The "valley of beta stability" is itself the result of the point you make, that, because of Coulomb repulsion the nucleus should tend to be unstable against breaking up, with the protons flying apart. This is why heavier nuclei increasingly need more of the electrically neutral neutrons to provide sufficient attractive strong nuclear force to keep the nuclei bound. So, for stability, the excess of neutrons over protons has to grow more than linearly with A.

I think that makes sense - those heavy nuclei undergoing fission have many more neutrons than protons. Bdushaw (talk) 22:29, 9 February 2015 (UTC)

It explains, empirically, that excess neutrons are eliminated in association with fission. It does not explain the process of neutron emission, and in particular, where the energy comes from to overcome the nuclear binding force holding the neutrons in place. After all, there is an alternate neutron reduction mechanism: beta decay. Clearly, there is some mechanism that makes it energetically favourable for excess neutrons to be expelled from neutron-rich nuclei, and we are not seeing what this is. At first blush we have a powerful binding force (the nuclear force), and no apparent mechanism of repulsion. I'll make a suggestion: the Pauli exclusion principle ensures that some of the neutrons in neutron-rich nuclei have high momentum and hence kinetic energy, which liberates them.
There is a related observation (really diverging here): it is rather curious that the range of stable nuclides for each atomic number is so very narrow, yet that there the range of atomic numbers over which there are stable nuclides is so large, despite meandering so much, with so many complex mechanisms at play. After all, one would expect that as Coulomb repulsion grows, we'd just get instability. Yet somehow, the nucleus's tolerance for high neutron density paradoxically grows at just the right rate to balance this instability. The "need more of the electrically neutral neutrons to provide sufficient attractive strong nuclear force to keep the nuclei bound" mentioned above doesn't explain it; it merely says that if it isn't there, larger nuclei would be unstable. The whole precarious balance seems kinda weird. —Quondum 00:46, 10 February 2015 (UTC)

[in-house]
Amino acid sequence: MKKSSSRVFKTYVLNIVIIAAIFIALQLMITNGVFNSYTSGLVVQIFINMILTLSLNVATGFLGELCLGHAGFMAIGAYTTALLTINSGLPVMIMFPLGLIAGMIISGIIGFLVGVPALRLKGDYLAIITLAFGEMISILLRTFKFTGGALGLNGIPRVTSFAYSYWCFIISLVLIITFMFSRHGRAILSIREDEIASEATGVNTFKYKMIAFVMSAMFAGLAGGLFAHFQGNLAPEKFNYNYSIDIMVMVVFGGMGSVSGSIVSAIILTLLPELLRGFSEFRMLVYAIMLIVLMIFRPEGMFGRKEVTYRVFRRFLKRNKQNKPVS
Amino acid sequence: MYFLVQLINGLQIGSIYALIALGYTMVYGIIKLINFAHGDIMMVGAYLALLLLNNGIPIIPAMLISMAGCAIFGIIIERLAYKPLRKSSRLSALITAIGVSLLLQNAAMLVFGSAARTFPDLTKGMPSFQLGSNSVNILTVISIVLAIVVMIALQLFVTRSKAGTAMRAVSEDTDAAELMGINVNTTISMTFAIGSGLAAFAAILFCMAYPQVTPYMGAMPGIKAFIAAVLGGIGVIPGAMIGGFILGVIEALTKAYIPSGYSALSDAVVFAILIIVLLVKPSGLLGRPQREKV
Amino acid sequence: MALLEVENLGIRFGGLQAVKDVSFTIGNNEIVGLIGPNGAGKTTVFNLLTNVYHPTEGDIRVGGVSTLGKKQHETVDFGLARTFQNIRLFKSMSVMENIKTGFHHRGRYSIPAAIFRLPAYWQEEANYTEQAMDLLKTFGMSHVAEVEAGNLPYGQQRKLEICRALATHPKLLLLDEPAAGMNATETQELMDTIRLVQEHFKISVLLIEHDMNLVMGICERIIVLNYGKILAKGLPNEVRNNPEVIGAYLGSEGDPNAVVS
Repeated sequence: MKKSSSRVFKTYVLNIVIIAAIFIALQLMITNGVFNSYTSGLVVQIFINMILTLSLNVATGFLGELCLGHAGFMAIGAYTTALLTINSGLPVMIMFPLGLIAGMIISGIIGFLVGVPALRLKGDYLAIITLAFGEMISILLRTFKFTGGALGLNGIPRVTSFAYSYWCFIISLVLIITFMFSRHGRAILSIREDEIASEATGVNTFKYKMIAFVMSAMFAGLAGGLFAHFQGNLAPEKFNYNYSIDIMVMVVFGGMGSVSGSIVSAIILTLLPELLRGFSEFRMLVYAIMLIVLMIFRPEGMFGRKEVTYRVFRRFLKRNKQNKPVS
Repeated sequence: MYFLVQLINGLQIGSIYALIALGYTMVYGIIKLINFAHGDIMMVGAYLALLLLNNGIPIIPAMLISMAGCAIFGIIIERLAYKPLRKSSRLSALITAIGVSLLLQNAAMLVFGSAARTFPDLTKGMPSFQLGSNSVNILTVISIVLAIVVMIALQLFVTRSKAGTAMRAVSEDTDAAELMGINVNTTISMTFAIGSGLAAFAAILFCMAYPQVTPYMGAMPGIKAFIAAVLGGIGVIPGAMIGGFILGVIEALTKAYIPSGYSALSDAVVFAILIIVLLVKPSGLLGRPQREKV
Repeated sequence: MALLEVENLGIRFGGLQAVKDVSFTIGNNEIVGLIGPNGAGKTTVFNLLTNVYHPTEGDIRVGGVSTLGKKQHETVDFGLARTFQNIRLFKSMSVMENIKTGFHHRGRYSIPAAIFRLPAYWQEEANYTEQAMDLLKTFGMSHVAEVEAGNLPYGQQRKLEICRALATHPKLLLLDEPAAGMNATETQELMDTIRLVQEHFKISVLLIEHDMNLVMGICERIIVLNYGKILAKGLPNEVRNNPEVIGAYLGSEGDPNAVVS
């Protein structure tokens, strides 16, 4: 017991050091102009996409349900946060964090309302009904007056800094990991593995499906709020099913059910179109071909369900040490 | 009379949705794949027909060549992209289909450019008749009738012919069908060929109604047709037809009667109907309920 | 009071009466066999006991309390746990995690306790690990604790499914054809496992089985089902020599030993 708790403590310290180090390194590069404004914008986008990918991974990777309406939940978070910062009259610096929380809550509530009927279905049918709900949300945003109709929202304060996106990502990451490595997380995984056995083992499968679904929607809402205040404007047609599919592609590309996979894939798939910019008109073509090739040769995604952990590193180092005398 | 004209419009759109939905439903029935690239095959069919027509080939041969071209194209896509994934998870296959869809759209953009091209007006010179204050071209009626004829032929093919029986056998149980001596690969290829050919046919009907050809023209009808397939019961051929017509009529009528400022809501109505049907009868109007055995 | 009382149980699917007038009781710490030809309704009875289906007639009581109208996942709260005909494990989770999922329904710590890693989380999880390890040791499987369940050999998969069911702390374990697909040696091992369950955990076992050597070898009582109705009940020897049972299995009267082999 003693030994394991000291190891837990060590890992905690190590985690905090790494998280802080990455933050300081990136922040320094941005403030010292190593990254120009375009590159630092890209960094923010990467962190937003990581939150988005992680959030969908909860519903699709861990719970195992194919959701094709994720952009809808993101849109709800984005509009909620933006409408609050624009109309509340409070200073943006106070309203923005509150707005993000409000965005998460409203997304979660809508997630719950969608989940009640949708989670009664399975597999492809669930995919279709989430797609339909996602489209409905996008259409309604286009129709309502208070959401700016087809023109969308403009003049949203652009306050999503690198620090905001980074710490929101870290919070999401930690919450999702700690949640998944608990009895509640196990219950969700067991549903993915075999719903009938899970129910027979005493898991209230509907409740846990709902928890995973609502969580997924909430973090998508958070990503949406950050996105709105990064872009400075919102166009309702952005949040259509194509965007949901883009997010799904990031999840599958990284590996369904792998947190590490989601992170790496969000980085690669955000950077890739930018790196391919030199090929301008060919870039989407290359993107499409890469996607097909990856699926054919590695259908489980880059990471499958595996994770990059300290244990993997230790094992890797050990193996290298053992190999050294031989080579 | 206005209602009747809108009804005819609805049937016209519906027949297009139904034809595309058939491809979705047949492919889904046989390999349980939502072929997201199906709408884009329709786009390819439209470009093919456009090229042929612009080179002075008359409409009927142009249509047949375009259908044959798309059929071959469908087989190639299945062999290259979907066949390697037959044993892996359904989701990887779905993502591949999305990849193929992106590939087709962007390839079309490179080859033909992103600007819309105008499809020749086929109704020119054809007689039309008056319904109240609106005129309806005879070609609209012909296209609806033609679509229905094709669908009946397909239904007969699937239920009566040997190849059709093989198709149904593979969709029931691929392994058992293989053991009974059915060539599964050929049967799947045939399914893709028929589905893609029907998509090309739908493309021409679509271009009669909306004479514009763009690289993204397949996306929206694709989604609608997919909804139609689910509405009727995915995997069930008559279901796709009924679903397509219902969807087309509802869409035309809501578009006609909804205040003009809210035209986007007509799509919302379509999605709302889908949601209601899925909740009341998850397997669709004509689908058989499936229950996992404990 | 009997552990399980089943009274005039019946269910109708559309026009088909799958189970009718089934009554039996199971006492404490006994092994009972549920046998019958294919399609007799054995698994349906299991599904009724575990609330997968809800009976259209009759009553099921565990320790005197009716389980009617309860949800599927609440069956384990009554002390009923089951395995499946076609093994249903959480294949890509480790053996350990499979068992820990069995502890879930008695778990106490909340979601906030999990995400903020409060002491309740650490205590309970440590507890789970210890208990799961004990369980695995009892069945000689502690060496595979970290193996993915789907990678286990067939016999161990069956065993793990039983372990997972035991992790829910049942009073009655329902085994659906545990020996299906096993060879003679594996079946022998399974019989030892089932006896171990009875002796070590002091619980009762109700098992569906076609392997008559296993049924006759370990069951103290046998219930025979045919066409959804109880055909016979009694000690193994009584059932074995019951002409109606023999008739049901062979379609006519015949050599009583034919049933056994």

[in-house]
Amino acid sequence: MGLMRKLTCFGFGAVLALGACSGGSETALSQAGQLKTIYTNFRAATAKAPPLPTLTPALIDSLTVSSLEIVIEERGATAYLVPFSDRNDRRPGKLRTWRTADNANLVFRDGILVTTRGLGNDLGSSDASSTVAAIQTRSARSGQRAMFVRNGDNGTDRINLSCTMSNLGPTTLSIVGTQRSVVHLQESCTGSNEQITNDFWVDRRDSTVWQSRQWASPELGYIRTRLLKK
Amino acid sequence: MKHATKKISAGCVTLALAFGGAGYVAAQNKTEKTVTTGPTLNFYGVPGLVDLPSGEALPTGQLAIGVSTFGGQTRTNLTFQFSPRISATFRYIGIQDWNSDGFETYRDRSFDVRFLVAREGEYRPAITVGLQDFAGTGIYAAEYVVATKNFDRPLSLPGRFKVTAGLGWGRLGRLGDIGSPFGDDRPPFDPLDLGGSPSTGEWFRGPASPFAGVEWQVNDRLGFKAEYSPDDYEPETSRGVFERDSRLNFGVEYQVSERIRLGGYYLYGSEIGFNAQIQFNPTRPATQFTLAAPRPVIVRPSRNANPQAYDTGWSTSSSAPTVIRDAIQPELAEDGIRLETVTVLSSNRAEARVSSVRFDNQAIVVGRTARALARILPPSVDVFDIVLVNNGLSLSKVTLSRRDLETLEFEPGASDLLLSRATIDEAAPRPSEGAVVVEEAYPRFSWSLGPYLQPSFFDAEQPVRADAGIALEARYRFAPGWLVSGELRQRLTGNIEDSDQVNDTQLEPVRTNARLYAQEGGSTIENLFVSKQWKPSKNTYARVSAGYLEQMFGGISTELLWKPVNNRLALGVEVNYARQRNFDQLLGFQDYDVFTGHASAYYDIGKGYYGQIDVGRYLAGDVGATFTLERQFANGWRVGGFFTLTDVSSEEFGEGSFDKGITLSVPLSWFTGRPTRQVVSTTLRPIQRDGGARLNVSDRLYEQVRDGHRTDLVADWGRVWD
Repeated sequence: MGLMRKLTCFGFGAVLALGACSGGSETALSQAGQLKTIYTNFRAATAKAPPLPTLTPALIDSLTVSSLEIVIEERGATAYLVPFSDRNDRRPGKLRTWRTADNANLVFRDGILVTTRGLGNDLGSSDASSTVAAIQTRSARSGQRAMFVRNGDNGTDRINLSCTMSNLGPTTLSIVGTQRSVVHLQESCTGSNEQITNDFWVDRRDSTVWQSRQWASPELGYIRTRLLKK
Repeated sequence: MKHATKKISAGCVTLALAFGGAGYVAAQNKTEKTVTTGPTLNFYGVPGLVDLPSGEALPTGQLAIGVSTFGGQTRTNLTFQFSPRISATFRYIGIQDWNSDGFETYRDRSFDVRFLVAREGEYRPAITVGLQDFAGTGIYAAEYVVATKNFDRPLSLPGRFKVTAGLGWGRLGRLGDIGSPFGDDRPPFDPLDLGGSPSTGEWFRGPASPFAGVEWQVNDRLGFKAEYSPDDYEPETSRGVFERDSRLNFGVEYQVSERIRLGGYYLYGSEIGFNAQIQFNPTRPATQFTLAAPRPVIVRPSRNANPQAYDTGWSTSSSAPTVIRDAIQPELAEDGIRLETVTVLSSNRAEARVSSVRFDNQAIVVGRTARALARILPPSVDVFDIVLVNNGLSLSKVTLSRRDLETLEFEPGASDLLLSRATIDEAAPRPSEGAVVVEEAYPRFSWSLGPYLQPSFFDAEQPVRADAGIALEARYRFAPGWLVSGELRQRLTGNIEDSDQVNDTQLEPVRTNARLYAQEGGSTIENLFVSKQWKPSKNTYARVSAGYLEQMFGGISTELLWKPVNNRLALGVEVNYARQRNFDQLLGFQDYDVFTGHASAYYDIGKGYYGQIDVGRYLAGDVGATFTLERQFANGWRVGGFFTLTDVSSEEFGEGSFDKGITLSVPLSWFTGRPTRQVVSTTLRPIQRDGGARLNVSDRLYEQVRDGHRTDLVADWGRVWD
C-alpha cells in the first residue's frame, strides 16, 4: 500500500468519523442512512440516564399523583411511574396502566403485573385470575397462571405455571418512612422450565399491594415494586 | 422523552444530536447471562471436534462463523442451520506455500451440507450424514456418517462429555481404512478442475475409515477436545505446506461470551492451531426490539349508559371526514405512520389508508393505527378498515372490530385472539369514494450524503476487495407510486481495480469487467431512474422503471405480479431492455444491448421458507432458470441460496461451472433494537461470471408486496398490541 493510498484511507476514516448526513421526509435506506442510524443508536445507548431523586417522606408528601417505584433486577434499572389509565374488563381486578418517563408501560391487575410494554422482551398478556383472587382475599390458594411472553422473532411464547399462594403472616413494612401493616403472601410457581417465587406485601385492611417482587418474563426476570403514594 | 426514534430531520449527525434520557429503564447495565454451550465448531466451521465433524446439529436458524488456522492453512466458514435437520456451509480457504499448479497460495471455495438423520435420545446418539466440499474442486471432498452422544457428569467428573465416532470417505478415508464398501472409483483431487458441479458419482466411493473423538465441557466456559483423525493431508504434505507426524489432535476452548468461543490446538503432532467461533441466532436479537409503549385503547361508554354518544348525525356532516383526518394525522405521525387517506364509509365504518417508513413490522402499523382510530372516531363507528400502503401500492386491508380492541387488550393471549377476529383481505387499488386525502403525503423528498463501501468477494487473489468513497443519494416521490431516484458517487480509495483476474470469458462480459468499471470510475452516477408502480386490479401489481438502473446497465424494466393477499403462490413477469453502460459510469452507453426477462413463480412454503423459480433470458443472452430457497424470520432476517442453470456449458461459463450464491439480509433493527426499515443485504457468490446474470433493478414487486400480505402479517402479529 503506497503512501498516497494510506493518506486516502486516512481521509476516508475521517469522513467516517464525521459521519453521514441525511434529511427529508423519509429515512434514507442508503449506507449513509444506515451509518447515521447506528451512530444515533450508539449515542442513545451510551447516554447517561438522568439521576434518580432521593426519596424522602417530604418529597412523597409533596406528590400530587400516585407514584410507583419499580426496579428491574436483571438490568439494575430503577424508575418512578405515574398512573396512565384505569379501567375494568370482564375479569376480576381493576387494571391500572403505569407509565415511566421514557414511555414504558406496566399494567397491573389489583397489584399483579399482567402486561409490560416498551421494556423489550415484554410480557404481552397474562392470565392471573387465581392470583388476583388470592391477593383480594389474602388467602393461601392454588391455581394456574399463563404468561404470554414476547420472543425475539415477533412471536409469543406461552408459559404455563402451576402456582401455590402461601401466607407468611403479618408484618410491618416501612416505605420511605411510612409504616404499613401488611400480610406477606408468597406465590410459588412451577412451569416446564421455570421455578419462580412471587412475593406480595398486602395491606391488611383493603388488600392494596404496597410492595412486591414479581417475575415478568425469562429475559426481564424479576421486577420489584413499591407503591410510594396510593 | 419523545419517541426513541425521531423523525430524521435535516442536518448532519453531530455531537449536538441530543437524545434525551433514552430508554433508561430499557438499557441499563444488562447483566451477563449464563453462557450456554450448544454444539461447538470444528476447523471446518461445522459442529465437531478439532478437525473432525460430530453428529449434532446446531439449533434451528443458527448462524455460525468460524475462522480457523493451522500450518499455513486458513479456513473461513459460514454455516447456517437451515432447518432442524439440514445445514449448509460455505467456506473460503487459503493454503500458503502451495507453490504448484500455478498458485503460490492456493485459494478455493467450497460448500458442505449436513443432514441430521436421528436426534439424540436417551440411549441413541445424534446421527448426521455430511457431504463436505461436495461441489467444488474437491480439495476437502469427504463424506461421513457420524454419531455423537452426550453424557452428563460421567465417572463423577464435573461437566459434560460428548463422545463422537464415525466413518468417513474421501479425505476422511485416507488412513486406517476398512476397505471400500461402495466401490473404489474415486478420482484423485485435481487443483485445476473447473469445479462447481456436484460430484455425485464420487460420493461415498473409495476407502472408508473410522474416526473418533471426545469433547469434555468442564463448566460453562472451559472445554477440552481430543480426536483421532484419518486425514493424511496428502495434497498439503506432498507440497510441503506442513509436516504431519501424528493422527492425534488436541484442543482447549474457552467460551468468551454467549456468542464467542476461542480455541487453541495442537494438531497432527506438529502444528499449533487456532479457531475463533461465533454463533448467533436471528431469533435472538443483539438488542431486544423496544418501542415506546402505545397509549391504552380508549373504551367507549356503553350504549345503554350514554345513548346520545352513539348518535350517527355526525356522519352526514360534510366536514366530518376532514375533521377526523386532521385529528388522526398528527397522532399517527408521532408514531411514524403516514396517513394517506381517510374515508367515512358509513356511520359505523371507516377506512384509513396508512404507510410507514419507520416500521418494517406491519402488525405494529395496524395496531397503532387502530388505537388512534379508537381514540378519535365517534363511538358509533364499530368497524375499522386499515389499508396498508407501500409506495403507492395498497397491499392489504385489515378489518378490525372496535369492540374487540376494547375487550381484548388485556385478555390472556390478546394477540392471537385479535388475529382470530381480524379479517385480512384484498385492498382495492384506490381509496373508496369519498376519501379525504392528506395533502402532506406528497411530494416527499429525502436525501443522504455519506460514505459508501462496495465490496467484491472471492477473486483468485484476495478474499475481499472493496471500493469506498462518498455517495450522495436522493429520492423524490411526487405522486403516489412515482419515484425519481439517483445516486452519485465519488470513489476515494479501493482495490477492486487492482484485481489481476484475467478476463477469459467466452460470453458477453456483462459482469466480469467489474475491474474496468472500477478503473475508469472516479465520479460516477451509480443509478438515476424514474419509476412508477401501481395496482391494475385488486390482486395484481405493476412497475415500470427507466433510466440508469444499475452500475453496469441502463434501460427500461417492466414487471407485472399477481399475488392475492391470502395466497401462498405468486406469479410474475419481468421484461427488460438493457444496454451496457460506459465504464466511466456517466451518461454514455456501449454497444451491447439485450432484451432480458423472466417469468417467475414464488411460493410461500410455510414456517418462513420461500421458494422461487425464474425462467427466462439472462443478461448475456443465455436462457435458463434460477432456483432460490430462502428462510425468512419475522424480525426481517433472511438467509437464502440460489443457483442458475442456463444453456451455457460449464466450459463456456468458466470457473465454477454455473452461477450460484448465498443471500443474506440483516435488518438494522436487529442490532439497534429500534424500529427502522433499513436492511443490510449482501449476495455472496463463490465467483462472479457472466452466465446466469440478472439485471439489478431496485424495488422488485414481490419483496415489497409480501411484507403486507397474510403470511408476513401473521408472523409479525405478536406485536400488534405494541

Yes weird - our cosmos seems to be built on miraculous chances! I note that the neutron excess after fission is alleviated by two mechanisms: the departure of a neutron, which I assume occurs as you say because it gets sufficient kinetic energy out of the violence of fission, and the beta-decay of the neutron as noted above (why reactors have an abundance of antineutrinos). Bdushaw (talk) 01:34, 10 February 2015 (UTC)
"Weird" and "miraculous". I think you guys are heading in the direction of the anthropic principle. Dirac66 (talk) 02:01, 10 February 2015 (UTC)
Amen, brother... :) (When we start to imbue the article with faith-based science, please correct us appropriately.) Bdushaw (talk) 02:46, 10 February 2015 (UTC)
Yeah, that's not part of my normal vocabulary; I was getting a bit whimsical. My normal term would be "counterintuitive" or "curious". This particular observation doesn't even fit with the anthropic principle, since it seems that would involve tuning more than the limited number of degrees of freedom avaiable.
Back to my earlier statement: I did not mean kinetic energy from the fission event. I meant that when identical fermions are packed too tightly, some of the quantum states are necessarily high-momentum states, and in the neutron-rich nucleus, the Fermi energy may be higher than the binding energy. The neutron pressure could simply be so high that it expels neutrons, without the need for any violent events. See Neutron emission. —Quondum 04:46, 10 February 2015 (UTC)

Archive of talk page[edit]

I've archived this Talk page, as you see, since this seemed a good place/time to do that. Much of the existing discussion was old or related to the Discovery of the Neutron sections, which are now a different article. The section above relates to the Valley of Beta Stability, which I think needs a bit of development in the article (to explain why neutrons, rather than protons, get released during the fission process.) Dearchive other sections as desired, perhaps retaining the chronological order. Bdushaw (talk) 19:43, 9 April 2015 (UTC)